At Dosa Steven had the version of the marsala dosa with eggplant in it, which is fabulously good. I had a green chili and cilantro uthappam (also spelled uttapam and variations thereof), which was wonderfully spicy: it's a soft dosa (which had a texture like a potato pancake) with very fresh flavorings. I was actually "glistening" with sweat on my face from the chilies, which amazed Steven, because that rarely happens when I eat spicy foods. Both of our dishes came with sambar (a spicy and delicious lentil soup made with uniquely flavored toor dal), a tomato chutney, and a yogurt raita. This time we had room for dessert, which was mango kulfi for Steven, and a cardamom gelato for me. It was great, and we were very satisfied - and energized to look at books at Modern Times Book Store (mtbs.com), where (as usual) I found a few items I couldn't resist. (I have an alarming long 'wish list' of books at any given time. It alarms me, at least.)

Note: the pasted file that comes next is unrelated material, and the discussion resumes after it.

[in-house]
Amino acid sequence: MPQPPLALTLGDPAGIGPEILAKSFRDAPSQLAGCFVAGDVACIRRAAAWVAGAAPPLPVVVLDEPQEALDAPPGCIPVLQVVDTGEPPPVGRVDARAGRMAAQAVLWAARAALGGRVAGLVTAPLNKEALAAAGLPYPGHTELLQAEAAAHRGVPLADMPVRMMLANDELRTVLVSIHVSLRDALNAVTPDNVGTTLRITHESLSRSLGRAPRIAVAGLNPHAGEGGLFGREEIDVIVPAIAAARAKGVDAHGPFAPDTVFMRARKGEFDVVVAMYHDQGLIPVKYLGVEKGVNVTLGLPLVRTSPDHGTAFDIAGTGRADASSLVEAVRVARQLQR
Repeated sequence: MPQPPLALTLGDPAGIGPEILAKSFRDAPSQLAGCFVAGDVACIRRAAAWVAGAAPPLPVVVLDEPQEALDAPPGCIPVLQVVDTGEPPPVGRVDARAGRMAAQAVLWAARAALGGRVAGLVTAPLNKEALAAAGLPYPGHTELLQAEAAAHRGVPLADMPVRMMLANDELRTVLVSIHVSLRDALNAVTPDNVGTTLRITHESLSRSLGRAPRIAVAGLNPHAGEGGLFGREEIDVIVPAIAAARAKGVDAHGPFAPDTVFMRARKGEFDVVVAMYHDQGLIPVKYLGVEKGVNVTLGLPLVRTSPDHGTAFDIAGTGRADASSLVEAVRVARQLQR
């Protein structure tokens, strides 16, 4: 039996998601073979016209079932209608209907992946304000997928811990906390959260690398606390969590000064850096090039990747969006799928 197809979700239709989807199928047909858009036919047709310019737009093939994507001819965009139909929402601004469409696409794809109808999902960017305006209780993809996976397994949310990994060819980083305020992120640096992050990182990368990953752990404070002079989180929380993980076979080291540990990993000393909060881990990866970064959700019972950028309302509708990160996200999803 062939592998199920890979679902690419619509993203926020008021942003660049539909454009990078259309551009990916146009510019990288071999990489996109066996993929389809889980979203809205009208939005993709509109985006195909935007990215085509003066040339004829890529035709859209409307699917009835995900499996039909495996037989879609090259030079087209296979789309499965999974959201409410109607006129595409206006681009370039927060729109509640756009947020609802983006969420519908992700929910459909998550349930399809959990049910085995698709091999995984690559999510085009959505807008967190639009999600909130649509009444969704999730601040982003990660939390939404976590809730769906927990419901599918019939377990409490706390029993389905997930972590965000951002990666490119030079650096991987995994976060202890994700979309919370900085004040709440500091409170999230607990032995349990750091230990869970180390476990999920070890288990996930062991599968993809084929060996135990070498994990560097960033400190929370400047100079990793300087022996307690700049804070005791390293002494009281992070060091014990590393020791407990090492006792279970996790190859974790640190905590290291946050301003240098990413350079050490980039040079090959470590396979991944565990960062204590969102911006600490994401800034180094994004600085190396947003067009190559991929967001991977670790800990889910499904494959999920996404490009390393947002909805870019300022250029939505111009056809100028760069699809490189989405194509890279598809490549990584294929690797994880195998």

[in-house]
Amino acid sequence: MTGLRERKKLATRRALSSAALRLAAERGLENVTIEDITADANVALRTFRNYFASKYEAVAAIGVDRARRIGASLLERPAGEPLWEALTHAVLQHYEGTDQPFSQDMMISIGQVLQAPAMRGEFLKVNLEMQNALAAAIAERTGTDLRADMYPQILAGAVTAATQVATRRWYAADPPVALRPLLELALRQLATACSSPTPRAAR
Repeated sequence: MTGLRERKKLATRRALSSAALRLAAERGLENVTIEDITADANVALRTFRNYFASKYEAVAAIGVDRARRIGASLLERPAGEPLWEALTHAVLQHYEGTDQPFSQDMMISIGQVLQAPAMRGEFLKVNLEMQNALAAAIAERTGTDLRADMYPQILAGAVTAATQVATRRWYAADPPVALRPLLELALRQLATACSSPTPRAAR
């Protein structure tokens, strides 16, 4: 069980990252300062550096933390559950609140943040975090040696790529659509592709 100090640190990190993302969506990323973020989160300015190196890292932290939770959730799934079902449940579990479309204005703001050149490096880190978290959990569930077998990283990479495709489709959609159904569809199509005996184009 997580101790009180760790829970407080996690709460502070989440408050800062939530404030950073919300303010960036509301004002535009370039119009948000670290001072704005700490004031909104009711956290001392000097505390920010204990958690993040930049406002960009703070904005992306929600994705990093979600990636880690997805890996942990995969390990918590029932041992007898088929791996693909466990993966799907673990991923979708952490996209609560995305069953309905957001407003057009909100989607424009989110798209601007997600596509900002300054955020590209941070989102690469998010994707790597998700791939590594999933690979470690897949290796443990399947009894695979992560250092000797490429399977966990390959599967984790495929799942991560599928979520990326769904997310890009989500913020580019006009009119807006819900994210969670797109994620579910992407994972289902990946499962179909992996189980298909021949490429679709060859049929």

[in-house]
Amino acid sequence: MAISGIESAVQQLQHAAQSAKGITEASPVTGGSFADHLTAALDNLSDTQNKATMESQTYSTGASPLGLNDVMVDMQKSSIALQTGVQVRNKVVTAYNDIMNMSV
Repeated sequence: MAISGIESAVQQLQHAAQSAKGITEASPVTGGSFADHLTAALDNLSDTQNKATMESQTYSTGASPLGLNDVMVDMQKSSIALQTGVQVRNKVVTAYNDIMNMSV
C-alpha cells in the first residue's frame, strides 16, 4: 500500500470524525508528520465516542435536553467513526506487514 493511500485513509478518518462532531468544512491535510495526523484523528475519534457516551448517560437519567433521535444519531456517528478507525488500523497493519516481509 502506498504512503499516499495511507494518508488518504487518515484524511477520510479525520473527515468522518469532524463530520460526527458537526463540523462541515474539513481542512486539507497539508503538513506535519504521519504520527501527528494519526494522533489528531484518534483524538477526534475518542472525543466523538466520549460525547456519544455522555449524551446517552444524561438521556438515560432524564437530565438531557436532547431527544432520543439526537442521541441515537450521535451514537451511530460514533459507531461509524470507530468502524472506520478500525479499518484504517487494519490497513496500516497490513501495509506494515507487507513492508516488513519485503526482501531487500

This week's planned menu looks like this:
-cultured soy "yogurt" and cereal (breakfast)
-bagels with various soy spreads (in testing for likeability) ("second breakfast")
-ginger cabbage stir fry with soba (dinner)
-heirloom tomatoes with whole milk mozzarella, olive oil, and fresh herbs (dinner)
-polenta with fontina and tomato sauce (dinner)
-broccoli with tofu in black bean sauce over rice (dinner)
-eggplant stewed with fresh basil and garlic over fresh bread (dinner)
-Swiss chard with garlic over rice (dinner or lunch)
-any dinner leftovers (lunch).
There's nothing too ambitious on the list. Steven nixed some heavier possible meals (feta-based, eggless quiches); we've been having more completely vegan days since the return from our backpacking trip, and that's been going well.
posted by Arlene (Beth)10:28 PM
Yes yes yes yes yes! Wikipedia (English version), my favorite web encyclopedia and all around fun-to-read reference source, has a Cuisine series of reference pages. Oooooh, yes.